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 Post subject: using a fish tank complete with live tropical fish for cool
PostPosted: Mon Aug 13, 2007 3:15 pm 
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I am planning on using a fish tank with live fish for use as a radiator and reservoir. I am currios as to what problems that could be encountered and can it be done safely with regards to the fish.

I am looking to cool the following set up

radeon x600 graphics (not sure though)
athlon X2 1.92 ghz processor

not other components are going to be cooled

the reason why i thought of this is that my fish tanks heater broke down and i am looking to kill to birds with one stone.

I am planning on using a fish tank filter not a pump so solid waste shouldn't be to much of a problem.


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PostPosted: Mon Aug 13, 2007 3:24 pm 
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The biggest problem will be temperature control. You are putting in a certain amount of heat that you cannot change. You will need some system for either adding or removing heat from the system if it gets outside the range desired by the fish. What temp do the fish prefer?

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PostPosted: Mon Aug 13, 2007 3:31 pm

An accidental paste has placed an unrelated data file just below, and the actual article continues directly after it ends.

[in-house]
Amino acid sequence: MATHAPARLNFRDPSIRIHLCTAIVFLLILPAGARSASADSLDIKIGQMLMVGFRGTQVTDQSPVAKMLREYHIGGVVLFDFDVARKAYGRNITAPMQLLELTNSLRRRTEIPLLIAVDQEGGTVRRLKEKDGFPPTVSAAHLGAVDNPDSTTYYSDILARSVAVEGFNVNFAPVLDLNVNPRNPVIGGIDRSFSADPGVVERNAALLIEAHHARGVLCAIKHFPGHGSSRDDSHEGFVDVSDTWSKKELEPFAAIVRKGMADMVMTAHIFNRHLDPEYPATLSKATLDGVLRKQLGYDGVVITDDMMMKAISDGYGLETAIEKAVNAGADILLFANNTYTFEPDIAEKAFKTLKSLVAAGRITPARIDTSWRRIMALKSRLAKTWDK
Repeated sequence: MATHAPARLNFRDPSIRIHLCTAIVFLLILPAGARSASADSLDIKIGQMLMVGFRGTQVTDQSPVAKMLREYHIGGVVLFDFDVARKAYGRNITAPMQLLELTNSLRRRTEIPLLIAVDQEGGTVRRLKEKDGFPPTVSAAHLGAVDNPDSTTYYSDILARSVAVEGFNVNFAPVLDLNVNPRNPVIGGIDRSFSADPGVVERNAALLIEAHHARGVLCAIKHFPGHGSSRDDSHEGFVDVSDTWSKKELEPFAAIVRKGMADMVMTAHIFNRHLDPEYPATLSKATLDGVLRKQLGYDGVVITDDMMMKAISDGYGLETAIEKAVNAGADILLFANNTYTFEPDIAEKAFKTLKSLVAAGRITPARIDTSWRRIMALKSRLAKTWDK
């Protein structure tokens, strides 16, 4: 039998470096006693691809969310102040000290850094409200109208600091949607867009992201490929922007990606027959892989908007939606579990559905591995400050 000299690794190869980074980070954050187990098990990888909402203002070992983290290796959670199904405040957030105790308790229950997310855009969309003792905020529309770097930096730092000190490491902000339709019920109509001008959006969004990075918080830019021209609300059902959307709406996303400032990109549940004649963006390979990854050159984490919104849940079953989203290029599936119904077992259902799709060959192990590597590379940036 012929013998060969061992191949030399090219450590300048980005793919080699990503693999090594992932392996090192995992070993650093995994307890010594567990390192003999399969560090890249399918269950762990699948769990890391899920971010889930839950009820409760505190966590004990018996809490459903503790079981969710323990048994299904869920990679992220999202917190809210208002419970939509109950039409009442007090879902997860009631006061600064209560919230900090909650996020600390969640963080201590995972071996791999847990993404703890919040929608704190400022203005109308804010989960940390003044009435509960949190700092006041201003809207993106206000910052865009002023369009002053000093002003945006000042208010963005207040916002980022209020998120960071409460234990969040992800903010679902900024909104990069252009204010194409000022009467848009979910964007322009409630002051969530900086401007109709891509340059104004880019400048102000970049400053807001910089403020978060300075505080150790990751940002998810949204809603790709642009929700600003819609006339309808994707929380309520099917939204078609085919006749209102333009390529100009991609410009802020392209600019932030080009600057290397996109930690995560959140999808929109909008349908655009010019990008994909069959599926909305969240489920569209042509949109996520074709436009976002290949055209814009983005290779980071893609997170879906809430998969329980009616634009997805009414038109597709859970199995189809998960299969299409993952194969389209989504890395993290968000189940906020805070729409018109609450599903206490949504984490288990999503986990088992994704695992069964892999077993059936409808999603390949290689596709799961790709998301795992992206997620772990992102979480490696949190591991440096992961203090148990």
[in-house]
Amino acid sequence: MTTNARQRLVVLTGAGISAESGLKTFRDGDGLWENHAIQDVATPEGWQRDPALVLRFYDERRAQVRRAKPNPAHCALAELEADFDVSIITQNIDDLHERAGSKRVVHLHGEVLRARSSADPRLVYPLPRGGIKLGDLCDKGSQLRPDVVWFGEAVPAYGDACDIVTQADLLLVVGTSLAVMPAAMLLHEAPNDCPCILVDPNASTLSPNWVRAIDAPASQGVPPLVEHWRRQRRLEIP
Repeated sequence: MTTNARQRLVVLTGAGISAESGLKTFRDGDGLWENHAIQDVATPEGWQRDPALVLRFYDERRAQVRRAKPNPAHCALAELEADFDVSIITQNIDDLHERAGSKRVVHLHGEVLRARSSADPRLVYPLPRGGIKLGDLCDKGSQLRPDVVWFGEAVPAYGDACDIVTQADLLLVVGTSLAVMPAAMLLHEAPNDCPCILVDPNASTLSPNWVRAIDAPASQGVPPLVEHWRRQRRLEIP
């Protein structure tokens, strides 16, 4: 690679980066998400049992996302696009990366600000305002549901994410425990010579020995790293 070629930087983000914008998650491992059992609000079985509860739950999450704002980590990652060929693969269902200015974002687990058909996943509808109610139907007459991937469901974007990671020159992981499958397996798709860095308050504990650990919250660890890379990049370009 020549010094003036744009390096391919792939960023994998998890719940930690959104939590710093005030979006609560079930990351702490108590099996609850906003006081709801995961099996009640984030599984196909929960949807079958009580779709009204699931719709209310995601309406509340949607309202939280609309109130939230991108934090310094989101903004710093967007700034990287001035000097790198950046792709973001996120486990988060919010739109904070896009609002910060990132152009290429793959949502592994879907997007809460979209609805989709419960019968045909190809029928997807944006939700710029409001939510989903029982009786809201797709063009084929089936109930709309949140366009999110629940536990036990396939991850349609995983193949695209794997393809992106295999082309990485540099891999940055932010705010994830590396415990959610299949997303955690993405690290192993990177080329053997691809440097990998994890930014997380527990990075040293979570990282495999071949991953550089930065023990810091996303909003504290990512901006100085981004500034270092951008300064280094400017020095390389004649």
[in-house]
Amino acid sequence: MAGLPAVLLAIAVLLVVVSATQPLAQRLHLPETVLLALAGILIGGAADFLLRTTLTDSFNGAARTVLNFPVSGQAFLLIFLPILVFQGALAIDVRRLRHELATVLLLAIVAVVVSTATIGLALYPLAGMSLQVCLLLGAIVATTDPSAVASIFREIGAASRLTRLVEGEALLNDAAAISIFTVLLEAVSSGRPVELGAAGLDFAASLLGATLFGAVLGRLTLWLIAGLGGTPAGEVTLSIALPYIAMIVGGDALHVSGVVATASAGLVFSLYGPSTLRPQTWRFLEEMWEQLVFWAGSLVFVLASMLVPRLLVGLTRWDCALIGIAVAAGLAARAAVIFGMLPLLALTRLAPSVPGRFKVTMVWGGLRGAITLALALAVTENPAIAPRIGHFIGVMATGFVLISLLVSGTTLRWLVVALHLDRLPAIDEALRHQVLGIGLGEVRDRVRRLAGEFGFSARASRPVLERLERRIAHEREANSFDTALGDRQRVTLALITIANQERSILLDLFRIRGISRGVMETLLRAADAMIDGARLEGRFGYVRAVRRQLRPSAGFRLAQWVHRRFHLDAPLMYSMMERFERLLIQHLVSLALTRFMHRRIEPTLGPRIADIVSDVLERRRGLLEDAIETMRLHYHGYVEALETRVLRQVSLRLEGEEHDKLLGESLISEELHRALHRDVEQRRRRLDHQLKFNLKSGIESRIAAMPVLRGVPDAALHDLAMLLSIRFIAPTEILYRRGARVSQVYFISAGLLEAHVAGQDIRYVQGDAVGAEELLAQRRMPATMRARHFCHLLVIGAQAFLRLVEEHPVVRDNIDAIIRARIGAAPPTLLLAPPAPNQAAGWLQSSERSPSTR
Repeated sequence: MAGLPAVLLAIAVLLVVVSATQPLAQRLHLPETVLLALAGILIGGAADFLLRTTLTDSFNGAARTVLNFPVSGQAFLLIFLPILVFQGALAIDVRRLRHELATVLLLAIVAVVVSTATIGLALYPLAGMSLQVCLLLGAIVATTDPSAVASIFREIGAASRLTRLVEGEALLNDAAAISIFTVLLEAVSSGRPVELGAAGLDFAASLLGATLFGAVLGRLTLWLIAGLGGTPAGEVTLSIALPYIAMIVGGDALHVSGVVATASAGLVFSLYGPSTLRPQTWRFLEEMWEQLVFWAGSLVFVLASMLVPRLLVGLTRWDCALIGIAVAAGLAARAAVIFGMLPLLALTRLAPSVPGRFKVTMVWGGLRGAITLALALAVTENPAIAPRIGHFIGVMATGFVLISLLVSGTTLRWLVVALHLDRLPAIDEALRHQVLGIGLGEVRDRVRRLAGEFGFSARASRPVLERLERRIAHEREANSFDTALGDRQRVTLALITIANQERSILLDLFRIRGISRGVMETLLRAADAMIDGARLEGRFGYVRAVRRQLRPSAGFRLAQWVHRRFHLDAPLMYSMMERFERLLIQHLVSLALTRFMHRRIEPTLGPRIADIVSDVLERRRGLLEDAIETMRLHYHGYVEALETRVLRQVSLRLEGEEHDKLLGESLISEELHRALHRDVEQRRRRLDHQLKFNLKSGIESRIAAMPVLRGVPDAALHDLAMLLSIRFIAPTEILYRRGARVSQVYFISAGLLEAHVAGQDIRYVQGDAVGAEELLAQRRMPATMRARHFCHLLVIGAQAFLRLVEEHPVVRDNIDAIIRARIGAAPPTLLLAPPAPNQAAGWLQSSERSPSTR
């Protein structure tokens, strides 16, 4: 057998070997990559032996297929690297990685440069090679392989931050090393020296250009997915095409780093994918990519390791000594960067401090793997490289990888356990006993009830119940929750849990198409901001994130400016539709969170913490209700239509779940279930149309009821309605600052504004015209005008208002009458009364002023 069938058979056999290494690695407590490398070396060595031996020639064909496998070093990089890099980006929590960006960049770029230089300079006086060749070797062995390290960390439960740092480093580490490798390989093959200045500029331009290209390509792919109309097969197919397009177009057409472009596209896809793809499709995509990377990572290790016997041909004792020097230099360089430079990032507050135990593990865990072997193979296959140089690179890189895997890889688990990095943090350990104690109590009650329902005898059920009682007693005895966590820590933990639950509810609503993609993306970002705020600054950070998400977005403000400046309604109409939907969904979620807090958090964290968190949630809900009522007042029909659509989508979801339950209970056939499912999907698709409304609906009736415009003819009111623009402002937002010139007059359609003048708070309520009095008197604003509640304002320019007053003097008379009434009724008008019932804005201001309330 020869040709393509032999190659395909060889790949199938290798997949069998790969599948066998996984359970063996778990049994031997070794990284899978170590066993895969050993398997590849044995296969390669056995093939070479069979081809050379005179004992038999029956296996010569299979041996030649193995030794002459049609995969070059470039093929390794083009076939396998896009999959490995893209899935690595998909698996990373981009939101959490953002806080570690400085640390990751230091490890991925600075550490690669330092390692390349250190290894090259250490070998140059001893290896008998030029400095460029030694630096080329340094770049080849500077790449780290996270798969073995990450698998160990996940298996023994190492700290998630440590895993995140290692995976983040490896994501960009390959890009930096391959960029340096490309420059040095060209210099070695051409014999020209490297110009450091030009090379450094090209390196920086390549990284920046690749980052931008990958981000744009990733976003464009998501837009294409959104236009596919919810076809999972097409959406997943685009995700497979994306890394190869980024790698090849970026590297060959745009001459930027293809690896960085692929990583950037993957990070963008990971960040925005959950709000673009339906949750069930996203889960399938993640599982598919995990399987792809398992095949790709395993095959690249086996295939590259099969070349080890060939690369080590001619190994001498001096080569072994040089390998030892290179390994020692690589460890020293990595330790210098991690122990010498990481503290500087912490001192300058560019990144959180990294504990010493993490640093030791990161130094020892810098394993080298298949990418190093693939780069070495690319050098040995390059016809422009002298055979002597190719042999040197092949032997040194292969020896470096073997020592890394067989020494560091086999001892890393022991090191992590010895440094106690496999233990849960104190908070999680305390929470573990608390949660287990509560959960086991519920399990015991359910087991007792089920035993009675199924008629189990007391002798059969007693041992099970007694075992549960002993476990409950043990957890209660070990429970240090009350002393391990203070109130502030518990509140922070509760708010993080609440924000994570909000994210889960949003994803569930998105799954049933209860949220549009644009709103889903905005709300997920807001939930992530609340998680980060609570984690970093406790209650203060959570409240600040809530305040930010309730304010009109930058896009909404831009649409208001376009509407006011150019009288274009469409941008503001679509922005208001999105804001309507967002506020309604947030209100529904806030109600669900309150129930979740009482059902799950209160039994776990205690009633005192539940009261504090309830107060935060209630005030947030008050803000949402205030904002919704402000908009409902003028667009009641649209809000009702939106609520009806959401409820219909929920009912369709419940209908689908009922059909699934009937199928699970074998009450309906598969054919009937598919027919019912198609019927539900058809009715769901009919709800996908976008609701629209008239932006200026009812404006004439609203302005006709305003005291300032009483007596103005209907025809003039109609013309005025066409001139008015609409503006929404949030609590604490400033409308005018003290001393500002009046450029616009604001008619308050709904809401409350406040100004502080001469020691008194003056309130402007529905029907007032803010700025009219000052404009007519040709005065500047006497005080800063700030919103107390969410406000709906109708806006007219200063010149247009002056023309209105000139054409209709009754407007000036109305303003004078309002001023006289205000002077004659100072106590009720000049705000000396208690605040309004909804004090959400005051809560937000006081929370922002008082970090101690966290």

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According to here:

Quote:
The ideal temperature for most freshwater tropical fish is be between 76 and 80 degrees F.


That temperature seems possible to maintain. Depending on how large the tank is (therefore how much heat it loses over time).

You will need an active way to remove additional heat; either a small radiator with a fan that only turns on when the water exceeds the optimum range, or something more unusual (fountain to increase heat loss?). The easy part is to include a heater that only kicks on when the temperature goes too low (or your computer turns off).

Of course, other people will chime in with more practical concerns, like the fact that you won't be able to add anti-corrosive stuff, and the water will almost certainly be dirty enough to clog your water blocks.